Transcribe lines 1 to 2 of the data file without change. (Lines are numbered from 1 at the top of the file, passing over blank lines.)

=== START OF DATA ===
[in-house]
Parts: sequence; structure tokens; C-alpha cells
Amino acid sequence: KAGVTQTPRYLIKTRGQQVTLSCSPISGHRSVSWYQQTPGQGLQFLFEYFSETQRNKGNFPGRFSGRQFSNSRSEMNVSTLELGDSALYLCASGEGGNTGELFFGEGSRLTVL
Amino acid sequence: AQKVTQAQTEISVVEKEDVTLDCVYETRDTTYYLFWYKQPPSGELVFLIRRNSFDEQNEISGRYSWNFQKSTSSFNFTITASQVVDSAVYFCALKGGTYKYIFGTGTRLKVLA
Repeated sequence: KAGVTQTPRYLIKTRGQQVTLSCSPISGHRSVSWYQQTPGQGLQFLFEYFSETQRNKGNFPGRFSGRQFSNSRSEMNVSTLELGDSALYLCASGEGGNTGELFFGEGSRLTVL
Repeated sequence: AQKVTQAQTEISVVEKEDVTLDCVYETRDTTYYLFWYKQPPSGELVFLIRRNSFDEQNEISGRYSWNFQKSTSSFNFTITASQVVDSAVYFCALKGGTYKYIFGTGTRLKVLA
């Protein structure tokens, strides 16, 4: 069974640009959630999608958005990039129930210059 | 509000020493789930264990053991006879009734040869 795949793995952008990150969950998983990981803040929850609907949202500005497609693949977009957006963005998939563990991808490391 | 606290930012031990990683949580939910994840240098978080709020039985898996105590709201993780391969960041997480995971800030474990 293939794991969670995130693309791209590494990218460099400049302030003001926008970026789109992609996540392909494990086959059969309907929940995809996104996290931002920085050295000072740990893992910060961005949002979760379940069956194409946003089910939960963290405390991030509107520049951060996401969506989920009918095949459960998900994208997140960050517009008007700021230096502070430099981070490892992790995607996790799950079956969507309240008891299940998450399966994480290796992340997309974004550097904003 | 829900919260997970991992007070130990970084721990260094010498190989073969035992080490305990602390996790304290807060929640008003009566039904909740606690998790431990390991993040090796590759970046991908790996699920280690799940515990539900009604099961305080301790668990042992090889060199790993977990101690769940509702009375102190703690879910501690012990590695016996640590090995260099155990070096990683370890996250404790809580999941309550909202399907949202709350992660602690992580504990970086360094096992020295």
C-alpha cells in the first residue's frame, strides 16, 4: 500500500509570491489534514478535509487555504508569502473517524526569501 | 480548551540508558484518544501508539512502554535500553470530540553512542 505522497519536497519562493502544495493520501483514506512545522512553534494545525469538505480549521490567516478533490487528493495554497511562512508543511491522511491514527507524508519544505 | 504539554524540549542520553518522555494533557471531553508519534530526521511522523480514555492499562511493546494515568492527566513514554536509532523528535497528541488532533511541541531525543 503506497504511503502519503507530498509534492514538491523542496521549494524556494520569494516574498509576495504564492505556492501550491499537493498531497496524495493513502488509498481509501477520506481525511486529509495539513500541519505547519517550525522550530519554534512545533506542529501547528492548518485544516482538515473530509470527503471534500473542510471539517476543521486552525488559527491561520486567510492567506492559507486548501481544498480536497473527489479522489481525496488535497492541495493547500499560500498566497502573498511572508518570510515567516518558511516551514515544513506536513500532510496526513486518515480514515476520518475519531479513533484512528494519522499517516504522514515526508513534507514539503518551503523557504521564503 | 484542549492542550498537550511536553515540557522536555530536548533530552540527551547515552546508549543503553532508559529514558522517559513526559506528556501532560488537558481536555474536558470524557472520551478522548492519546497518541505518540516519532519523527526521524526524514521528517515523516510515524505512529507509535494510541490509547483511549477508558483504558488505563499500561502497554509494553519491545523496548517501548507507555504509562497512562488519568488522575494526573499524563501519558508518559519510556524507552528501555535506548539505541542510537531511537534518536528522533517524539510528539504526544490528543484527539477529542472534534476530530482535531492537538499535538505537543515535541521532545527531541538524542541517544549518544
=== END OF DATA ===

[in-house]
Parts: sequence; structure tokens; C-alpha cells